Silicon Valley "tech bros" like to tell us that privacy doesn't matter (while quietly profiting off those gullible enough to believe them) and our elected representatives frequently parrot their nonsense.

Earlier this week, the New Yorker published Why Do We Care So Much About Privacy?, a book promotion dressed up like an editorial. Meandering its way through an examination of US legal precedent since the second industrial revolution, the author eventually concludes that privacy looks a lot like liberty. How profound.

More disturbingly, he asserts the American concept of privacy is merely a by-product of 1890's US law and subsequent clashes with technological progress. Rubbish. As a fundamental component of democracy, privacy is much more enduring. All modern democracies trace their roots to the Athenian state, c. 300 BC.

A completely new element is thus introduced into the constitution: private ownership. According to the size of their property in land, the rights and duties of the citizens of the state are now assessed, and in the same degree to which the classes based on property gain influence, the old groups of blood relationship lose it.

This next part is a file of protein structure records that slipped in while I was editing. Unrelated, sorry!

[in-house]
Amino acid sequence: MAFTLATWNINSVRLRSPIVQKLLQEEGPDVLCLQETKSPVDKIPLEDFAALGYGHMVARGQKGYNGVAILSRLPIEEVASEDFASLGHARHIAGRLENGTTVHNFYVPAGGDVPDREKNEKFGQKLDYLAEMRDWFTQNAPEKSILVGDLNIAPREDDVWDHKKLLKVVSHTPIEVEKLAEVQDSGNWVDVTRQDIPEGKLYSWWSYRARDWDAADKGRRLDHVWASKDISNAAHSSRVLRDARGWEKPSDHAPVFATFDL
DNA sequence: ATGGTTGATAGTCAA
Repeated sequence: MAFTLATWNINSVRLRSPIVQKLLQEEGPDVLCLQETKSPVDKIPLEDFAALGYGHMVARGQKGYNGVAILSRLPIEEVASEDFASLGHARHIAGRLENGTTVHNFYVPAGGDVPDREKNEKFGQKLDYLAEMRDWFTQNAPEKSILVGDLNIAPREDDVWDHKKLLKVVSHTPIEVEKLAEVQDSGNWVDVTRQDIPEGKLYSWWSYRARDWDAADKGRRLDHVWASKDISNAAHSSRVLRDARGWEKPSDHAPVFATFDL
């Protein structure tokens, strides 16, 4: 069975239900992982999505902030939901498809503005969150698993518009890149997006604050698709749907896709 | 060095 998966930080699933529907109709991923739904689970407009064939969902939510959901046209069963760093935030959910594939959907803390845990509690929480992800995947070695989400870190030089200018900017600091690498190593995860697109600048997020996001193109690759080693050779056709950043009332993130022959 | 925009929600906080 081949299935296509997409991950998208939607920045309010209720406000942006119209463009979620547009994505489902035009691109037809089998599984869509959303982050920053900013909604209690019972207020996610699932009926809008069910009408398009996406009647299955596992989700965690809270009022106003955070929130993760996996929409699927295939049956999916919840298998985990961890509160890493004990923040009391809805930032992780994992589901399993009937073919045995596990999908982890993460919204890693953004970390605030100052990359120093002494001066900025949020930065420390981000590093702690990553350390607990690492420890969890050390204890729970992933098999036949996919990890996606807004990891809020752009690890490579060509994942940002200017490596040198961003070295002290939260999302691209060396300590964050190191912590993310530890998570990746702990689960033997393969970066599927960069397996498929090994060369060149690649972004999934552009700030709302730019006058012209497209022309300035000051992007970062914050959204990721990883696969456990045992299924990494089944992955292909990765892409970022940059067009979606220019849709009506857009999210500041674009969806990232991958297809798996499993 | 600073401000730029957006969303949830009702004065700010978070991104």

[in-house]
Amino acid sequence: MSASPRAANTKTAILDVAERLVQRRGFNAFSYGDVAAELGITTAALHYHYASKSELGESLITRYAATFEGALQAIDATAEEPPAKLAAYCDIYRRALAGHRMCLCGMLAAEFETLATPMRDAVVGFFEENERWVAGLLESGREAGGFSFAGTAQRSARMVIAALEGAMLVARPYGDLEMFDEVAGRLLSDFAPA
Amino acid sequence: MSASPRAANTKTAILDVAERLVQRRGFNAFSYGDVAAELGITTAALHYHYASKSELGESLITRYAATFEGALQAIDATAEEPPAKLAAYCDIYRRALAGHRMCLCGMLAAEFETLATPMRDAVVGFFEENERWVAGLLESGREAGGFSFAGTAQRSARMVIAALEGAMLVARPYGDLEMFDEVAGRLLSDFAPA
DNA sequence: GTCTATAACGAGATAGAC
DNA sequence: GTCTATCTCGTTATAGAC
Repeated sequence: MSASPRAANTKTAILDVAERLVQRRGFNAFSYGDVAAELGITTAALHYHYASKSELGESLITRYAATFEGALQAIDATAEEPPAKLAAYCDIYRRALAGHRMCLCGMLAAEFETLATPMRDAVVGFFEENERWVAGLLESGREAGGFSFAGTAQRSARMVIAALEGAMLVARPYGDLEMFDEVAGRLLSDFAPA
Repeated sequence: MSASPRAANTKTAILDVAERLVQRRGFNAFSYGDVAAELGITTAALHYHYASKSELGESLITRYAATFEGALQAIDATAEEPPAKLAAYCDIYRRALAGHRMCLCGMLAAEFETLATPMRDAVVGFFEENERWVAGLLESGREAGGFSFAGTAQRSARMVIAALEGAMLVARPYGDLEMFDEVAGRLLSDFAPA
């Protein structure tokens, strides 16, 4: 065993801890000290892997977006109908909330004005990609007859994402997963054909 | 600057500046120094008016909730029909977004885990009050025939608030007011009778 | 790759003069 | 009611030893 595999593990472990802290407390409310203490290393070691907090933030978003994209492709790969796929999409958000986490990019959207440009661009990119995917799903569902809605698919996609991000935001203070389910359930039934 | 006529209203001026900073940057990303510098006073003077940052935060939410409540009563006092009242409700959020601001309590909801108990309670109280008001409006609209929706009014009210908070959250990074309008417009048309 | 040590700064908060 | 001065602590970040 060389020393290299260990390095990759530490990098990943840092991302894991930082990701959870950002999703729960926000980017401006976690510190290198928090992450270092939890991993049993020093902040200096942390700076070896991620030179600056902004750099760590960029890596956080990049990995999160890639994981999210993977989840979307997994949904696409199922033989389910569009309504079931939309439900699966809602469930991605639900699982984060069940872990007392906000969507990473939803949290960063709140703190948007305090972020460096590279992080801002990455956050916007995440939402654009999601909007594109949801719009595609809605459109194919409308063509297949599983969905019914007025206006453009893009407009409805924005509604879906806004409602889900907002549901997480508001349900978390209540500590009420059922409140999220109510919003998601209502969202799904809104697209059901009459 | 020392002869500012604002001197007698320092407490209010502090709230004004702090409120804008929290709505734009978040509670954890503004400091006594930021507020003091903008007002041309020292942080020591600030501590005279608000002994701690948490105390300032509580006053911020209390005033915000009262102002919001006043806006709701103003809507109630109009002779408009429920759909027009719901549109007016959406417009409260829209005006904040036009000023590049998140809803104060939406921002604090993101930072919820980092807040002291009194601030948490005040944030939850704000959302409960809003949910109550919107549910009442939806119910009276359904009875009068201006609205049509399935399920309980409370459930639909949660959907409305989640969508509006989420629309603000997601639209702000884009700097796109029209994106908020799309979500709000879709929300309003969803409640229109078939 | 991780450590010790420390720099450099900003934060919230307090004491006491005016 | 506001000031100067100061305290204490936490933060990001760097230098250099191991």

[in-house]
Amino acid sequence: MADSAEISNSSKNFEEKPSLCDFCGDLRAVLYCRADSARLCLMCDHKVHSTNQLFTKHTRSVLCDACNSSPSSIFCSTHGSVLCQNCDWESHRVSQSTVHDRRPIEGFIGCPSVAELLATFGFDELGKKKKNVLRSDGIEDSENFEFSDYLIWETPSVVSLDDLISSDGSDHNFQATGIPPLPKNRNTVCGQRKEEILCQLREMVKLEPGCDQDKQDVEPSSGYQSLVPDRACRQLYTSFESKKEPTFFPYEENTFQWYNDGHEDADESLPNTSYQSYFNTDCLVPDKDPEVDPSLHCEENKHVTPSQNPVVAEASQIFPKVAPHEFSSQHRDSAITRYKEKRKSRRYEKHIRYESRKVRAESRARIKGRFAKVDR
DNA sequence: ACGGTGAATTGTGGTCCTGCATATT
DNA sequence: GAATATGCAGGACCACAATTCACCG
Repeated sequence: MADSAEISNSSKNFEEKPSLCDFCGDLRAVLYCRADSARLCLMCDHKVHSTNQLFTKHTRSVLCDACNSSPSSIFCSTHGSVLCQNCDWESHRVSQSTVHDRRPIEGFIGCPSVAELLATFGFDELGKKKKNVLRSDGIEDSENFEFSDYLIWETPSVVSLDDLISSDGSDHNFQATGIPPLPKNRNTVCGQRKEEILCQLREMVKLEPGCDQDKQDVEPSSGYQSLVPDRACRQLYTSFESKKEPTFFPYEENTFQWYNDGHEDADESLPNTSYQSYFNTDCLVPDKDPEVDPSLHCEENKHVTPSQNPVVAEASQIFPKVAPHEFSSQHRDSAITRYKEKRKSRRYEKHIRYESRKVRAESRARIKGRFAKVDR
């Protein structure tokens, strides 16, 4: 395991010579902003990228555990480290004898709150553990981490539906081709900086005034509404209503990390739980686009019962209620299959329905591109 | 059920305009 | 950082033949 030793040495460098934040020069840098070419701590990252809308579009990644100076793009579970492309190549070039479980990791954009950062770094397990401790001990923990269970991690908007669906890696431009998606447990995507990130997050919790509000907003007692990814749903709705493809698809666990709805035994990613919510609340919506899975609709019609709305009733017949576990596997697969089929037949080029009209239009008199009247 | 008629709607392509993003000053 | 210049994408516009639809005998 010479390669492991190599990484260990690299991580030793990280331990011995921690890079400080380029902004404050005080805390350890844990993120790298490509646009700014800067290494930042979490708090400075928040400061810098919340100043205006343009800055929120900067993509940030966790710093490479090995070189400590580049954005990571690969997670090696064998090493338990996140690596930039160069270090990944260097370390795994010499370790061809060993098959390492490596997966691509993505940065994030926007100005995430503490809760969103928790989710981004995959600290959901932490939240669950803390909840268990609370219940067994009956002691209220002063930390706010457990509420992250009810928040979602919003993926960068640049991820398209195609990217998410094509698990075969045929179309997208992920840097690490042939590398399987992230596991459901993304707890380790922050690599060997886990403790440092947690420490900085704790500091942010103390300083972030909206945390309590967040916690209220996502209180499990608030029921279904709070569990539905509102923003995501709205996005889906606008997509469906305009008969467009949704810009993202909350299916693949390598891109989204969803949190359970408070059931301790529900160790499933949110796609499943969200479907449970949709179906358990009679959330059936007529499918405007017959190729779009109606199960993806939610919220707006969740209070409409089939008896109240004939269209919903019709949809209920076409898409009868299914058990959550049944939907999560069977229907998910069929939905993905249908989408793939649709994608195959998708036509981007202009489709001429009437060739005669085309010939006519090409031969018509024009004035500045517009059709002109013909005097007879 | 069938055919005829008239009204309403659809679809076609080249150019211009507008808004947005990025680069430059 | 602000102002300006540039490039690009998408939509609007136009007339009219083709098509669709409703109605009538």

Friedrich Engels, Origin of the Family, Private Property, and the State, 1884

Where there exists democratic capitalism, there must also exist the legal foundations of private ownership. This is the true origin of modern privacy, an idea which has survived global war, economic depression, and erosion by governments and corporations. Our personal privacy has come under attack throughout history, but privacy itself isn't "going away" any more than the production or consumption of goods.

And that, The New Yorker, is why we "care so much about privacy" - not for its legal precedents or its championed ideals, but because it is an institution which has shaped our world for over 2,300 years.

Published June 14, 2018

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